This brings us to #3. Andrew and I decided in the beginning that we did not want to adopt a child that was older than three years old. The only reason we decided this is because this will be our first child. We would like to experience as many milestones as we can with our first child. Plus, much of the first couple years of their life will not be remembered. This will be helpful for their growing and healing from what they have endured in the first part of their little lives. When we finally pick up Oliver in China, he will be a few months shy of three years old. With his diagnosis of Down syndrome, he will be slightly behind the curve of children without Ds but we know he is perfectly capable of all things! Another thing we noticed with children under the age of three in the local foster care systems, is they have disabilities that are beyond our scope of expertise and would be very difficult to manage. I hope that doesn’t make us sound selfish or inconsiderate, but we do have to look out for the best interest of our marriage and family.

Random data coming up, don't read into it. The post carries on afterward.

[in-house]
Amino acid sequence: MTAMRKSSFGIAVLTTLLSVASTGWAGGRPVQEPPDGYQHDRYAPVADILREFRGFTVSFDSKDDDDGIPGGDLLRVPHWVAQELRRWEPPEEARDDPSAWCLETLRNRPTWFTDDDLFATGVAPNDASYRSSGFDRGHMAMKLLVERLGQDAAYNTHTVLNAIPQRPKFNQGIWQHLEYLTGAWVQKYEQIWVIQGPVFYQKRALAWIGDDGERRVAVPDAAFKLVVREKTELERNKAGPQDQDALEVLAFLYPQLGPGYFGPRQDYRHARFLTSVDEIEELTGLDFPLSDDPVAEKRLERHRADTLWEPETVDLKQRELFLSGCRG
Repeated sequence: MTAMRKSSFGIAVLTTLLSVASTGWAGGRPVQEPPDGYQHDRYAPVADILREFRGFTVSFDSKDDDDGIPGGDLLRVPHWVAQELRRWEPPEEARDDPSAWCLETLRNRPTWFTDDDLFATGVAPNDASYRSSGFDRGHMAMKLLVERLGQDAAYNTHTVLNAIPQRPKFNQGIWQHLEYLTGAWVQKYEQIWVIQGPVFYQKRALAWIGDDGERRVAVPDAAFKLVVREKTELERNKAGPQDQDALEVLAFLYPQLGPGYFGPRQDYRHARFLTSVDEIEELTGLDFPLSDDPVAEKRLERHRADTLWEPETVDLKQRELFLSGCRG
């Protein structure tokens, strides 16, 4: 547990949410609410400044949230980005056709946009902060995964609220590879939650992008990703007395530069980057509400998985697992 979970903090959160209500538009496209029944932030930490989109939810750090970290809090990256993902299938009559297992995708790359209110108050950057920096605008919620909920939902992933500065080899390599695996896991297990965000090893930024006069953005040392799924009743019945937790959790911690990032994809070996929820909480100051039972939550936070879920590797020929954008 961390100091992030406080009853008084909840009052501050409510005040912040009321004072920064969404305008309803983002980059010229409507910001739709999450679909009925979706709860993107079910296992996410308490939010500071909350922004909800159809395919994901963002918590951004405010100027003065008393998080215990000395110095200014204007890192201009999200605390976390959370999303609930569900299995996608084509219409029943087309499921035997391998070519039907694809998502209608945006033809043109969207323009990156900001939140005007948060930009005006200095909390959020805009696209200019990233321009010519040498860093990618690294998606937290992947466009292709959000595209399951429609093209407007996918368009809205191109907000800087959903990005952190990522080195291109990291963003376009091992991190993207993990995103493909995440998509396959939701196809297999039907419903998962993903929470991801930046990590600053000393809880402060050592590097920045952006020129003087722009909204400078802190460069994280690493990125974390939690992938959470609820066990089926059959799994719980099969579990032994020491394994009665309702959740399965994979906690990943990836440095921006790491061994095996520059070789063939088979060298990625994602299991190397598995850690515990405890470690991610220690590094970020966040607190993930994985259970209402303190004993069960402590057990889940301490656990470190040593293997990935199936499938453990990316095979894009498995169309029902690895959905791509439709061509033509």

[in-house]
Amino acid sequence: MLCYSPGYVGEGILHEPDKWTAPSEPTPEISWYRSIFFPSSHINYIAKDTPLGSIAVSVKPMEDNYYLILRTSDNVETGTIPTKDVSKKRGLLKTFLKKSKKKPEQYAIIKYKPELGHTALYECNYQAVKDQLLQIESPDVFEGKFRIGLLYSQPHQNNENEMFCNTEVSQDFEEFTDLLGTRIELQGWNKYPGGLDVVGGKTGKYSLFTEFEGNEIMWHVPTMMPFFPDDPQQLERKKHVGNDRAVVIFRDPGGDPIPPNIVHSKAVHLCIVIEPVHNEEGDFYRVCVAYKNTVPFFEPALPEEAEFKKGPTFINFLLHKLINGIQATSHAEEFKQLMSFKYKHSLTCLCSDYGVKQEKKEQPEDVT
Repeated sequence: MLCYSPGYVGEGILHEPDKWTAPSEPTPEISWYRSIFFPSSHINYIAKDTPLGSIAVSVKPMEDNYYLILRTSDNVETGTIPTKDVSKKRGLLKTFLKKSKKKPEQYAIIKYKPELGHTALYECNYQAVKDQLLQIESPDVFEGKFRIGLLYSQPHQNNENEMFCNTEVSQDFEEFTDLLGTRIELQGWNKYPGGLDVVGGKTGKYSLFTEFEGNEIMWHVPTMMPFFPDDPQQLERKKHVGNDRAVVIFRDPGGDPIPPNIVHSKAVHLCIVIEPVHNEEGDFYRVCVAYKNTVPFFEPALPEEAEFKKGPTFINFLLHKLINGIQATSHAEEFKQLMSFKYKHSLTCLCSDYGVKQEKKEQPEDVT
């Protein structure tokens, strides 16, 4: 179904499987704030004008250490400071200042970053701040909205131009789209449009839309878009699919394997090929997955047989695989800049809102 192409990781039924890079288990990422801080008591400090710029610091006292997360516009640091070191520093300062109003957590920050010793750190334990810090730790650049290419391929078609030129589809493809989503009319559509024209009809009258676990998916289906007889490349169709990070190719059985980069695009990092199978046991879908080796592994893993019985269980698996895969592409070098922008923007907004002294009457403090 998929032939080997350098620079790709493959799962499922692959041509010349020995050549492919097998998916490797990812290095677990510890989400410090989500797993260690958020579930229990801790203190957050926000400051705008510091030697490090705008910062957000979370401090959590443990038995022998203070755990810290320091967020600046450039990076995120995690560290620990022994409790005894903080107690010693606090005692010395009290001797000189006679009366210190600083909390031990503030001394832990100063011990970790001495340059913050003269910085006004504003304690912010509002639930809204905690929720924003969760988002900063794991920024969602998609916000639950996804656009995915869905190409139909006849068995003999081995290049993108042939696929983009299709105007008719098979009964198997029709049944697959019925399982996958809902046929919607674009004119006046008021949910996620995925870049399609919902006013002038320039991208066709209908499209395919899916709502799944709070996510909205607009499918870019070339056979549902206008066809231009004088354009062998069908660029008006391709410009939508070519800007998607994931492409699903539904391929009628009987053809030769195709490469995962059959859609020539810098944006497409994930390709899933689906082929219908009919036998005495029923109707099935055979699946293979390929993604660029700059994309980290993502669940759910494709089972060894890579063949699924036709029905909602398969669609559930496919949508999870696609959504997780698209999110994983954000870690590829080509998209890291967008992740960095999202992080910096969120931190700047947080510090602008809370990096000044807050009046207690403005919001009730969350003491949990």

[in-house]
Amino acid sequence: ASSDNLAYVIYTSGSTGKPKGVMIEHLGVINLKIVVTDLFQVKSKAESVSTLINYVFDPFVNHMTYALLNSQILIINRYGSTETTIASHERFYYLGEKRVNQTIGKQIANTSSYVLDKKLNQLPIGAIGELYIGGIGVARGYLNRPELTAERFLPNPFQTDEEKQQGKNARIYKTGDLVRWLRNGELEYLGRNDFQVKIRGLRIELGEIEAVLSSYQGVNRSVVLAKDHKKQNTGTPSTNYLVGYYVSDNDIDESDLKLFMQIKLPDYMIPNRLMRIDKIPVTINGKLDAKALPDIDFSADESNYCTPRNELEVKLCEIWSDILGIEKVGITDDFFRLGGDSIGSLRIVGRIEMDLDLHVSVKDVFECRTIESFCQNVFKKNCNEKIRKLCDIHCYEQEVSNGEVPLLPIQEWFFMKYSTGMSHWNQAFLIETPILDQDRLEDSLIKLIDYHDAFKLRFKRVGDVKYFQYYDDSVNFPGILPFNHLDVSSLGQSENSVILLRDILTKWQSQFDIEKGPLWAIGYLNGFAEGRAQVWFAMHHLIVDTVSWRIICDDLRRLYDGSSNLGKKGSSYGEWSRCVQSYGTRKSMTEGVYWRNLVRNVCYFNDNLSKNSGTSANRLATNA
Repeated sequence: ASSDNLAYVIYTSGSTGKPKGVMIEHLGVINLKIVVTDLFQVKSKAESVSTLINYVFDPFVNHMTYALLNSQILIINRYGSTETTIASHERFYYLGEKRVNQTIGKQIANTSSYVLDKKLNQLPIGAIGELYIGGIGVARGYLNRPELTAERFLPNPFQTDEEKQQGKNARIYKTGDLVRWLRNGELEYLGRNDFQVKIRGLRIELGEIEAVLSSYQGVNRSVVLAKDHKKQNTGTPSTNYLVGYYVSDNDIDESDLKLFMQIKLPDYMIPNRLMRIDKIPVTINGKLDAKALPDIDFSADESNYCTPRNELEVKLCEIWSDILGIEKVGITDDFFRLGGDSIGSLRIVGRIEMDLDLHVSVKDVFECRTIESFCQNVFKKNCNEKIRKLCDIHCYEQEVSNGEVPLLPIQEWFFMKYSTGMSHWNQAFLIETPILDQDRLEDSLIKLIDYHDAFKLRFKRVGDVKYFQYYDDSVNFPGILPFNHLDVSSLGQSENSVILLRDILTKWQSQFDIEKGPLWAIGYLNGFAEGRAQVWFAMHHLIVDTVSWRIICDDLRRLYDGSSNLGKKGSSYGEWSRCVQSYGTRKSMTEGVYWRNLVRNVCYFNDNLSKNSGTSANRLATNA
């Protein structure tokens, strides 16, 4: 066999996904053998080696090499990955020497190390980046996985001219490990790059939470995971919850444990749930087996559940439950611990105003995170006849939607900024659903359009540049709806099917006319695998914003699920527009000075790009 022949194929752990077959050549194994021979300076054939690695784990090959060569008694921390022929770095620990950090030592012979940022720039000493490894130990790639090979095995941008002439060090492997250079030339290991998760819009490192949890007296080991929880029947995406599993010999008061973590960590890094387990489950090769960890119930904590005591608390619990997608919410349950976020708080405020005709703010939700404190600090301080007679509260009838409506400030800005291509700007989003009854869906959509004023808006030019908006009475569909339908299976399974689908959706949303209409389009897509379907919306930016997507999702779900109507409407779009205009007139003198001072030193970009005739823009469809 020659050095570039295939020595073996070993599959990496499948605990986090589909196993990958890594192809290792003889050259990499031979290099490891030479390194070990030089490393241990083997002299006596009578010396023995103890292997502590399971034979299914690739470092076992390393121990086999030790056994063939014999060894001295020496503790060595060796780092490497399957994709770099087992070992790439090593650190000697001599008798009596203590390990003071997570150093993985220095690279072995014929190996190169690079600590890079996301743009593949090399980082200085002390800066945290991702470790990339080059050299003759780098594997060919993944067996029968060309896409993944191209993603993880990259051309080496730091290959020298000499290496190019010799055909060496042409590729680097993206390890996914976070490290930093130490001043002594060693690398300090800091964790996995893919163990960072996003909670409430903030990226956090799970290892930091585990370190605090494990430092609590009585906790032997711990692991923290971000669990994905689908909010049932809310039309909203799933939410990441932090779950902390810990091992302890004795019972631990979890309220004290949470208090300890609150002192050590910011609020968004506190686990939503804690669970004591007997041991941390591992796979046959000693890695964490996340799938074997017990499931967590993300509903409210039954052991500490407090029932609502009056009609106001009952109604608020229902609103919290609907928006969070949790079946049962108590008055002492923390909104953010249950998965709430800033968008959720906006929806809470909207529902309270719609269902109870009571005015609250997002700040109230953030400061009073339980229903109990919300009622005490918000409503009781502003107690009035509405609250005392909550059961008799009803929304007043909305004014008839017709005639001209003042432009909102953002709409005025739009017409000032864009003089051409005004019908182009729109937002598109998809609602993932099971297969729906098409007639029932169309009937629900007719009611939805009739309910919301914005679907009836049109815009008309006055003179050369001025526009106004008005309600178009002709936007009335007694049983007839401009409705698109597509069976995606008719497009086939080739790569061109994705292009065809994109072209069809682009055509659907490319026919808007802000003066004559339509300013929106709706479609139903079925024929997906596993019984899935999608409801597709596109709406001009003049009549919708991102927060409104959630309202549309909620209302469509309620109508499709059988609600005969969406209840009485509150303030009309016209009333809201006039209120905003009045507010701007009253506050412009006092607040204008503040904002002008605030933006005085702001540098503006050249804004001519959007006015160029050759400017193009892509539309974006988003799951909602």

After searching many adoption websites, domestic and international, I stumbled upon Oliver’s picture. I thought he had the sweetest, most kissable face! I read his story, watched the video the agency posted online, and fell in love with him. This is not the way that Andrew or I planned the process to go. Andrew felt blind-sided by my affection that I instantly felt for Oliver. He didn’t even get to help in searching for our first child, I just presented his profile to him. I don’t know how other adoptive family’s found their children, whether it was online, in a book, or having the agency match them with a child using the criteria they were searching for in a child…but I am hoping our story is not unique.